My husband made one of his incredibly astute observations the other day, as we were looking at pictures of younger versions of our daughters. Specifically, we were looking at this one.
“They’re healthier for being twins,” said my husband, as if stating a basic truth.
I had no idea what he was talking about. If we’d had a singleton, there would have been far less chance chance of the health challenges that come with prematurity. I asked him to elucidate.
“Well, they’re happy. They make each other happy, and happiness has more to do with health than most people give it credit for.”
I had no argument with that statement. As someone with chronic depression, I know full well how our minds can affect our physical health.
He wasn’t done, though.
“We can’t keep up with them and the rest of our lives. If we didn’t have to worry about the house, and cooking, and errands, we could keep up with their energy, but we do have the house to clean and life to manage. They can keep up with each other, though. They don’t have to slow down just because we have to slow down. Because they have each other, they can just keep going.”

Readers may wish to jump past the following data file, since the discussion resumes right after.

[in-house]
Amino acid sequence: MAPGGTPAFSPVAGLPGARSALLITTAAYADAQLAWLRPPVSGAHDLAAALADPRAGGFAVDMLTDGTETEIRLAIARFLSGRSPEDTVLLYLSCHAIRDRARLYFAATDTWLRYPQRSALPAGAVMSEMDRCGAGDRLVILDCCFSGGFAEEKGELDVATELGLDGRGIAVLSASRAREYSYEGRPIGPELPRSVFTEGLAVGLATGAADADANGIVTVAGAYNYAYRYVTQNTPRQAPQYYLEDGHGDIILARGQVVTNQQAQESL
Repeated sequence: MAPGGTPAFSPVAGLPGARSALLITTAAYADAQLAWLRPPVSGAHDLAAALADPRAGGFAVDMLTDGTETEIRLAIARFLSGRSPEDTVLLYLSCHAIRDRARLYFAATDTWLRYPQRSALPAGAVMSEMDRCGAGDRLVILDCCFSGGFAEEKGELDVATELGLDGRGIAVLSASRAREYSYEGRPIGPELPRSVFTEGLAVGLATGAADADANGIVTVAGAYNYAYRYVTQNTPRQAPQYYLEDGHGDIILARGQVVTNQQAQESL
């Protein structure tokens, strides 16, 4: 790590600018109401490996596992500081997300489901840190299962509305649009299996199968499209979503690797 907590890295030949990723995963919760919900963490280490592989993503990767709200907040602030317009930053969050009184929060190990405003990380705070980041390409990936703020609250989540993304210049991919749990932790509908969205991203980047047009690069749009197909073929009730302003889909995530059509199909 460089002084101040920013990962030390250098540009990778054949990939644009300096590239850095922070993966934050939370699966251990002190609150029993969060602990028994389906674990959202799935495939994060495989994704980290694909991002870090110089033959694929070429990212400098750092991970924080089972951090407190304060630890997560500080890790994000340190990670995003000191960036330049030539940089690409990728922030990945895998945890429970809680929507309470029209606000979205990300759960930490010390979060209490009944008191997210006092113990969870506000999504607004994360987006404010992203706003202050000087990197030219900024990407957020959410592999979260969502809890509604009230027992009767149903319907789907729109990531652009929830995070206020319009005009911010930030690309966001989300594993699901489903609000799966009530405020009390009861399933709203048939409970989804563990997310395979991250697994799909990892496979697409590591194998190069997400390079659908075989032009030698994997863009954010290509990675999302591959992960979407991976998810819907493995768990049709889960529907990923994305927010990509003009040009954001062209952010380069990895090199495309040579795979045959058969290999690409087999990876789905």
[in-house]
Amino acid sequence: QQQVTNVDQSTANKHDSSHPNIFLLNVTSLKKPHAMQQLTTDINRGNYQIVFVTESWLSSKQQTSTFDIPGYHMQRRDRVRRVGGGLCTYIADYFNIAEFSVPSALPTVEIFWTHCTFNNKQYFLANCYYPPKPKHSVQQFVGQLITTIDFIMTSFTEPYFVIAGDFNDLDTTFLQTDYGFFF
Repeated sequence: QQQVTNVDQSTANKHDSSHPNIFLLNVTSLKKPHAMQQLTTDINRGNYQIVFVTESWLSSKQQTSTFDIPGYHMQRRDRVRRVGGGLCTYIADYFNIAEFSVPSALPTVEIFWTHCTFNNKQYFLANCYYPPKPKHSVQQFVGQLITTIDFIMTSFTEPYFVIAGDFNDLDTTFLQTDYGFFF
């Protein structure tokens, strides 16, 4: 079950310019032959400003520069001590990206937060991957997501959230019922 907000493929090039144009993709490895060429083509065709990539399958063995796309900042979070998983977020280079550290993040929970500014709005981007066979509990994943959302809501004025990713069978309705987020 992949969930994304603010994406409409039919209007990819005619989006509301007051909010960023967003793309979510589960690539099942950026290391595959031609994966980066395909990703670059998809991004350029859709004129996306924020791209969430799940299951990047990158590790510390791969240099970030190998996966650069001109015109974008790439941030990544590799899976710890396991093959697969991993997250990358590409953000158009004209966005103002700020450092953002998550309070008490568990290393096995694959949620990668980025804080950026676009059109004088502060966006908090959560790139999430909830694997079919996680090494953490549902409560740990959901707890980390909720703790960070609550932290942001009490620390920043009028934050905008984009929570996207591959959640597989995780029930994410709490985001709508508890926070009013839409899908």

J and M are perfectly matched in energy and creativity. They keep up with each other in so may ways that my husband and I don’t. J listens to the seemingly endless flood of details that pour out of M. M can run, jump and climb for as long as J wants to, especially now that they each have a lofted bed in their room. There’s no temptation to plunk them in front of the television when I can invite them to create a new imaginary world in their room.
I know that for many twins, maybe most, the adage that they’ll always have someone to play with is far from true. With ours, though, it is right on the money. My husband is right–M and J are healthier for having one another, in body and mind.
In what surprising ways have your multiples impacted each other?